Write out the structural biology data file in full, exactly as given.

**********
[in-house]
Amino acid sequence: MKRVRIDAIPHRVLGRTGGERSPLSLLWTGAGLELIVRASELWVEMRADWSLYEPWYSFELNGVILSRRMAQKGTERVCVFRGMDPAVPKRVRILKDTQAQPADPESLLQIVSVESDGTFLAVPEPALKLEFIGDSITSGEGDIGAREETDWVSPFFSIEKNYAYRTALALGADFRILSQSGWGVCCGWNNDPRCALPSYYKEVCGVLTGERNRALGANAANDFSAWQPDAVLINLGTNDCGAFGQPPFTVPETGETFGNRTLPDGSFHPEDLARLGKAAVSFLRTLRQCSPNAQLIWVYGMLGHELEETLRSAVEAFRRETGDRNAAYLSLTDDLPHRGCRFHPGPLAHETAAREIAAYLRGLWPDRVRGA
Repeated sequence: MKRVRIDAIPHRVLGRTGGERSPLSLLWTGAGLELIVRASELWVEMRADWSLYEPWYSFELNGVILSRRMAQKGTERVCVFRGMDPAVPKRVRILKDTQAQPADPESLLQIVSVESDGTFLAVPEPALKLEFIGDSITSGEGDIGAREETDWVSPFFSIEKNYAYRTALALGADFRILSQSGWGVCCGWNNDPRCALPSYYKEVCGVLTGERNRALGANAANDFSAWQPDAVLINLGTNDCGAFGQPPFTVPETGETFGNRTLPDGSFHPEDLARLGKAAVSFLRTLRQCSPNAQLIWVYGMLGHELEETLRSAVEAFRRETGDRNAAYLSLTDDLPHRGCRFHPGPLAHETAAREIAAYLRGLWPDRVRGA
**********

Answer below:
[in-house]
Amino acid sequence: MKRVRIDAIPHRVLGRTGGERSPLSLLWTGAGLELIVRASELWVEMRADWSLYEPWYSFELNGVILSRRMAQKGTERVCVFRGMDPAVPKRVRILKDTQAQPADPESLLQIVSVESDGTFLAVPEPALKLEFIGDSITSGEGDIGAREETDWVSPFFSIEKNYAYRTALALGADFRILSQSGWGVCCGWNNDPRCALPSYYKEVCGVLTGERNRALGANAANDFSAWQPDAVLINLGTNDCGAFGQPPFTVPETGETFGNRTLPDGSFHPEDLARLGKAAVSFLRTLRQCSPNAQLIWVYGMLGHELEETLRSAVEAFRRETGDRNAAYLSLTDDLPHRGCRFHPGPLAHETAAREIAAYLRGLWPDRVRGA
Repeated sequence: MKRVRIDAIPHRVLGRTGGERSPLSLLWTGAGLELIVRASELWVEMRADWSLYEPWYSFELNGVILSRRMAQKGTERVCVFRGMDPAVPKRVRILKDTQAQPADPESLLQIVSVESDGTFLAVPEPALKLEFIGDSITSGEGDIGAREETDWVSPFFSIEKNYAYRTALALGADFRILSQSGWGVCCGWNNDPRCALPSYYKEVCGVLTGERNRALGANAANDFSAWQPDAVLINLGTNDCGAFGQPPFTVPETGETFGNRTLPDGSFHPEDLARLGKAAVSFLRTLRQCSPNAQLIWVYGMLGHELEETLRSAVEAFRRETGDRNAAYLSLTDDLPHRGCRFHPGPLAHETAAREIAAYLRGLWPDRVRGA